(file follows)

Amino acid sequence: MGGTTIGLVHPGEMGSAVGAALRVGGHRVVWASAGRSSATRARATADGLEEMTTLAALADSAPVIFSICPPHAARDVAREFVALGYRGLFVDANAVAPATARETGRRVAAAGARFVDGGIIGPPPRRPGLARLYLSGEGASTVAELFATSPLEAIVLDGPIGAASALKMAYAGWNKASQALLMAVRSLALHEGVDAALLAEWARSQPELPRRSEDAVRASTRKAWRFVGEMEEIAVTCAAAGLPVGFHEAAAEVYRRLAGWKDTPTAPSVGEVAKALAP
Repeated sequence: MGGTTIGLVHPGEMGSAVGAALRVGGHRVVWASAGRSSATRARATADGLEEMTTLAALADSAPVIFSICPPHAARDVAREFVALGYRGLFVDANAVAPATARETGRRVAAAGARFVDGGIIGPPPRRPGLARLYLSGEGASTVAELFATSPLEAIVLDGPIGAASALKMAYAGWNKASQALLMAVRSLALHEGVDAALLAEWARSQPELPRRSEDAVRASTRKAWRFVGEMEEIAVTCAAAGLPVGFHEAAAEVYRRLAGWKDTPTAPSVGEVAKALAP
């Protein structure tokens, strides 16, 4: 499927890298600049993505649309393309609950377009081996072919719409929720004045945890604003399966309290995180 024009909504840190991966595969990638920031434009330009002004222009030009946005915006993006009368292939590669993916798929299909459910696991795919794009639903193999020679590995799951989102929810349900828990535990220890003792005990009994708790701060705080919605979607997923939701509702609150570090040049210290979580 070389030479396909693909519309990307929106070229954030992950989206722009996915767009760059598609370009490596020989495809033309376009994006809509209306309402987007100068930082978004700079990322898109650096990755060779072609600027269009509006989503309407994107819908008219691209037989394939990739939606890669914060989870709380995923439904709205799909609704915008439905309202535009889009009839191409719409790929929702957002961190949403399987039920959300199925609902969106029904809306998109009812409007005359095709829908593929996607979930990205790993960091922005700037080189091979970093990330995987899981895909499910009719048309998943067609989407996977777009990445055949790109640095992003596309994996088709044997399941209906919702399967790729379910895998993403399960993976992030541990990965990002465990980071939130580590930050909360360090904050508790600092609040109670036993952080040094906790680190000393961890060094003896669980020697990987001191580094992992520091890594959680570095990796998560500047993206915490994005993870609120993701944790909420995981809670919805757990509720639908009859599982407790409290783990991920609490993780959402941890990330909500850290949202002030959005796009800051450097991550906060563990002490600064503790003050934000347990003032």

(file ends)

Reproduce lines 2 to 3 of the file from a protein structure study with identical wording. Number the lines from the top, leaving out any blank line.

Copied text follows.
Repeated sequence: MGGTTIGLVHPGEMGSAVGAALRVGGHRVVWASAGRSSATRARATADGLEEMTTLAALADSAPVIFSICPPHAARDVAREFVALGYRGLFVDANAVAPATARETGRRVAAAGARFVDGGIIGPPPRRPGLARLYLSGEGASTVAELFATSPLEAIVLDGPIGAASALKMAYAGWNKASQALLMAVRSLALHEGVDAALLAEWARSQPELPRRSEDAVRASTRKAWRFVGEMEEIAVTCAAAGLPVGFHEAAAEVYRRLAGWKDTPTAPSVGEVAKALAP
């Protein structure tokens, strides 16, 4: 499927890298600049993505649309393309609950377009081996072919719409929720004045945890604003399966309290995180 024009909504840190991966595969990638920031434009330009002004222009030009946005915006993006009368292939590669993916798929299909459910696991795919794009639903193999020679590995799951989102929810349900828990535990220890003792005990009994708790701060705080919605979607997923939701509702609150570090040049210290979580 070389030479396909693909519309990307929106070229954030992950989206722009996915767009760059598609370009490596020989495809033309376009994006809509209306309402987007100068930082978004700079990322898109650096990755060779072609600027269009509006989503309407994107819908008219691209037989394939990739939606890669914060989870709380995923439904709205799909609704915008439905309202535009889009009839191409719409790929929702957002961190949403399987039920959300199925609902969106029904809306998109009812409007005359095709829908593929996607979930990205790993960091922005700037080189091979970093990330995987899981895909499910009719048309998943067609989407996977777009990445055949790109640095992003596309994996088709044997399941209906919702399967790729379910895998993403399960993976992030541990990965990002465990980071939130580590930050909360360090904050508790600092609040109670036993952080040094906790680190000393961890060094003896669980020697990987001191580094992992520091890594959680570095990796998560500047993206915490994005993870609120993701944790909420995981809670919805757990509720639908009859599982407790409290783990991920609490993780959402941890990330909500850290949202002030959005796009800051450097991550906060563990002490600064503790003050934000347990003032």